This conference celebrates the 50th Anniversary of the hallmark 1968 the Chapel Hill study, which established the classical formulation of the agenda-setting studies as we know them today. The demonstration by Max McCombs and Donald Shaw of the media’s ability to influence the highlighting of events in public opinion, established a powerful idea that generated a vast body of subsequent research over the following decades. Fifty years later, agenda-setting studies cover and apply to a wide range of academic disciplines and media contexts.
To celebrate and reflect on the important role of agenda-setting in communication studies and its importance in civic life, the Coimbra Education School, CEIS 20, the Portuguese Association of Communication Sciences and the Communication and Politics Working Group of this Association, organize a Conference dedicated to the current debate on the idea of agenda-setting, as shaped by the current technological, social and political developments.
What do we know after fifty years of research and, above all, after a decade and a half of theoretical debate and empirical studies on agenda-setting in the Internet age, and what understandings do we have about one of the most influential theories of communication and the media?
Featuring these issues in a number of plenary sessions, this Conference will provide a platform for discussion on key issues related to the following lines of inquiry::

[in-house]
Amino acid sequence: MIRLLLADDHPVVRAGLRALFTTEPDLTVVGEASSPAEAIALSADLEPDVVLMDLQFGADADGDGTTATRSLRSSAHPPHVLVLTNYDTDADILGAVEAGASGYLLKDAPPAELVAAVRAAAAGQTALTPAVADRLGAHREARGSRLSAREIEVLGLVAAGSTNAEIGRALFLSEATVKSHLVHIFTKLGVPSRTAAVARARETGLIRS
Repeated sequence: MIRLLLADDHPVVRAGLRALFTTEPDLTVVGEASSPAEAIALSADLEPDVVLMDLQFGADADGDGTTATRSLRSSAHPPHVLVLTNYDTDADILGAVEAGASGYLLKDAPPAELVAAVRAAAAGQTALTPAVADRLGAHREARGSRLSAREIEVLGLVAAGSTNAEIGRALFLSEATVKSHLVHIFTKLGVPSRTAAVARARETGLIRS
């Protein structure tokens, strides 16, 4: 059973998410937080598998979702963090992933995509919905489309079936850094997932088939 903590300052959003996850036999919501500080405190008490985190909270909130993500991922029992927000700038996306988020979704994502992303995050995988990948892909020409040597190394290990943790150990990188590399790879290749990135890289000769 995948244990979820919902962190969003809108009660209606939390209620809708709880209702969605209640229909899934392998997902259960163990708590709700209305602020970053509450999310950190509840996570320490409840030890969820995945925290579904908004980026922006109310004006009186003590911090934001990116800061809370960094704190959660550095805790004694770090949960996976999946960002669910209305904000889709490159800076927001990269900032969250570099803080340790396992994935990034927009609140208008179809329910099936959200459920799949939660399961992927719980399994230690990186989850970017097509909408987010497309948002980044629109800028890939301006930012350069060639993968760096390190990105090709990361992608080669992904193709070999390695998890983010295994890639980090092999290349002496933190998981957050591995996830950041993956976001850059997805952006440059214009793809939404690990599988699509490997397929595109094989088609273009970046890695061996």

- Agenda-setting concept developments;
- Agenda-setting in the new media era;
- Agenda-setting contemporary processes in political issues as they relate to Walter Lippmann's famous concern with the creation of pseudo-environments.
In addition to panels composed by experts, the conference will include refereed paper sessions and researchers are invited to participate through the submission of proposals.
We welcome contributions dealing in particular with (but not limited to) the following issues and questions:
- The need for orientation,
- Agenda-setting in the new media era,
- Intermedia agenda-setting,
- Risks and opportunities of contemporary forms of agenda-setting in democratic life.
- Agenda-setting as connected to current issues of communication and political studies, such as fake news, post-truth or algorithms.
- Approaches to the how media agendas relate communities of interest (the common good) with individual perspectives and experiences, and how can this results in a consistent representation of the world.